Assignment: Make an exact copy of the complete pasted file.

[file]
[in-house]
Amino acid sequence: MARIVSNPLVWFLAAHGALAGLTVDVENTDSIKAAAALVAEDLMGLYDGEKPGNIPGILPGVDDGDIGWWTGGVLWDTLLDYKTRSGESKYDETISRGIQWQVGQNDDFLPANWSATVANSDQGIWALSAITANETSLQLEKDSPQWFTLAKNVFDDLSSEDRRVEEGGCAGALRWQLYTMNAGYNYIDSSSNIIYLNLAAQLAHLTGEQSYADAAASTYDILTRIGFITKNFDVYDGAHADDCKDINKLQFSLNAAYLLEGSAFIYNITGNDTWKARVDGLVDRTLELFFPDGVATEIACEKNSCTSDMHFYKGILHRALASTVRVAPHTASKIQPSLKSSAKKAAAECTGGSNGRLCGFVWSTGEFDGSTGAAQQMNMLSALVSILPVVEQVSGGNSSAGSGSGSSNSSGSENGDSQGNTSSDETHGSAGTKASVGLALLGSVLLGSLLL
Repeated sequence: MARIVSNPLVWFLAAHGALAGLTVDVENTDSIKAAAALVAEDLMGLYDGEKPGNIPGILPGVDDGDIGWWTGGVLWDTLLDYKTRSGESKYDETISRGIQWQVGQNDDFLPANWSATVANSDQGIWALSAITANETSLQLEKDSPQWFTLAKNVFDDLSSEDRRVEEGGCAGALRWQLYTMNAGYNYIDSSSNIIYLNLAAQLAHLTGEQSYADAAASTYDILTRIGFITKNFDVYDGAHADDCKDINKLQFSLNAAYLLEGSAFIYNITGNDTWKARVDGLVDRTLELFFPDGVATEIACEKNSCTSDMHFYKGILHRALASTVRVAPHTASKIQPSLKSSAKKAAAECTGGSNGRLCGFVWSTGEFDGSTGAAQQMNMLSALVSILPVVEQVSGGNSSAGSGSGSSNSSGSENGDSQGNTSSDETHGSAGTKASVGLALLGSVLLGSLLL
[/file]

[in-house]
Amino acid sequence: MARIVSNPLVWFLAAHGALAGLTVDVENTDSIKAAAALVAEDLMGLYDGEKPGNIPGILPGVDDGDIGWWTGGVLWDTLLDYKTRSGESKYDETISRGIQWQVGQNDDFLPANWSATVANSDQGIWALSAITANETSLQLEKDSPQWFTLAKNVFDDLSSEDRRVEEGGCAGALRWQLYTMNAGYNYIDSSSNIIYLNLAAQLAHLTGEQSYADAAASTYDILTRIGFITKNFDVYDGAHADDCKDINKLQFSLNAAYLLEGSAFIYNITGNDTWKARVDGLVDRTLELFFPDGVATEIACEKNSCTSDMHFYKGILHRALASTVRVAPHTASKIQPSLKSSAKKAAAECTGGSNGRLCGFVWSTGEFDGSTGAAQQMNMLSALVSILPVVEQVSGGNSSAGSGSGSSNSSGSENGDSQGNTSSDETHGSAGTKASVGLALLGSVLLGSLLL
Repeated sequence: MARIVSNPLVWFLAAHGALAGLTVDVENTDSIKAAAALVAEDLMGLYDGEKPGNIPGILPGVDDGDIGWWTGGVLWDTLLDYKTRSGESKYDETISRGIQWQVGQNDDFLPANWSATVANSDQGIWALSAITANETSLQLEKDSPQWFTLAKNVFDDLSSEDRRVEEGGCAGALRWQLYTMNAGYNYIDSSSNIIYLNLAAQLAHLTGEQSYADAAASTYDILTRIGFITKNFDVYDGAHADDCKDINKLQFSLNAAYLLEGSAFIYNITGNDTWKARVDGLVDRTLELFFPDGVATEIACEKNSCTSDMHFYKGILHRALASTVRVAPHTASKIQPSLKSSAKKAAAECTGGSNGRLCGFVWSTGEFDGSTGAAQQMNMLSALVSILPVVEQVSGGNSSAGSGSGSSNSSGSENGDSQGNTSSDETHGSAGTKASVGLALLGSVLLGSLLL